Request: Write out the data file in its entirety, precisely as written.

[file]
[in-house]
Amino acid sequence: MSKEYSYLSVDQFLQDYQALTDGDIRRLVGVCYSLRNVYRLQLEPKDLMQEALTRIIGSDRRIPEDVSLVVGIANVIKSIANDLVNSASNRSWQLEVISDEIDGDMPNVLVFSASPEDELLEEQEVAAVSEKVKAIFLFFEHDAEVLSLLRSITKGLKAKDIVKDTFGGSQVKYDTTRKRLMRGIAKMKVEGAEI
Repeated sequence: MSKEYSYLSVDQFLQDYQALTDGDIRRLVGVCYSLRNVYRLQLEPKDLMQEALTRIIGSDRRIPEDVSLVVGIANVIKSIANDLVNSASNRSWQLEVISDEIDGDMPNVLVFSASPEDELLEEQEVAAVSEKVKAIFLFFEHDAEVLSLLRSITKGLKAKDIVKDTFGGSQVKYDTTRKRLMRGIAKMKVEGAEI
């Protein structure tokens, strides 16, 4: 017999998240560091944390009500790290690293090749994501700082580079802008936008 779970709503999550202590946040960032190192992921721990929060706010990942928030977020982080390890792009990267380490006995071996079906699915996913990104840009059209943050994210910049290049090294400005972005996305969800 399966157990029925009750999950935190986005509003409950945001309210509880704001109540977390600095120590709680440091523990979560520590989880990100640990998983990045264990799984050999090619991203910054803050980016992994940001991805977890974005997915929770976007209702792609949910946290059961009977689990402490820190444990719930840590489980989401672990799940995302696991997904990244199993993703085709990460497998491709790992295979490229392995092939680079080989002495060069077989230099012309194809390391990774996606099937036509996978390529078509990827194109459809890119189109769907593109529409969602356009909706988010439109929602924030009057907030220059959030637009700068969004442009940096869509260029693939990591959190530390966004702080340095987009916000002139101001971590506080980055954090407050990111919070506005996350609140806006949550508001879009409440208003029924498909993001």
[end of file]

[in-house]
Amino acid sequence: MSKEYSYLSVDQFLQDYQALTDGDIRRLVGVCYSLRNVYRLQLEPKDLMQEALTRIIGSDRRIPEDVSLVVGIANVIKSIANDLVNSASNRSWQLEVISDEIDGDMPNVLVFSASPEDELLEEQEVAAVSEKVKAIFLFFEHDAEVLSLLRSITKGLKAKDIVKDTFGGSQVKYDTTRKRLMRGIAKMKVEGAEI
Repeated sequence: MSKEYSYLSVDQFLQDYQALTDGDIRRLVGVCYSLRNVYRLQLEPKDLMQEALTRIIGSDRRIPEDVSLVVGIANVIKSIANDLVNSASNRSWQLEVISDEIDGDMPNVLVFSASPEDELLEEQEVAAVSEKVKAIFLFFEHDAEVLSLLRSITKGLKAKDIVKDTFGGSQVKYDTTRKRLMRGIAKMKVEGAEI
């Protein structure tokens, strides 16, 4: 017999998240560091944390009500790290690293090749994501700082580079802008936008 779970709503999550202590946040960032190192992921721990929060706010990942928030977020982080390890792009990267380490006995071996079906699915996913990104840009059209943050994210910049290049090294400005972005996305969800 399966157990029925009750999950935190986005509003409950945001309210509880704001109540977390600095120590709680440091523990979560520590989880990100640990998983990045264990799984050999090619991203910054803050980016992994940001991805977890974005997915929770976007209702792609949910946290059961009977689990402490820190444990719930840590489980989401672990799940995302696991997904990244199993993703085709990460497998491709790992295979490229392995092939680079080989002495060069077989230099012309194809390391990774996606099937036509996978390529078509990827194109459809890119189109769907593109529409969602356009909706988010439109929602924030009057907030220059959030637009700068969004442009940096869509260029693939990591959190530390966004702080340095987009916000002139101001971590506080980055954090407050990111919070506005996350609140806006949550508001879009409440208003029924498909993001």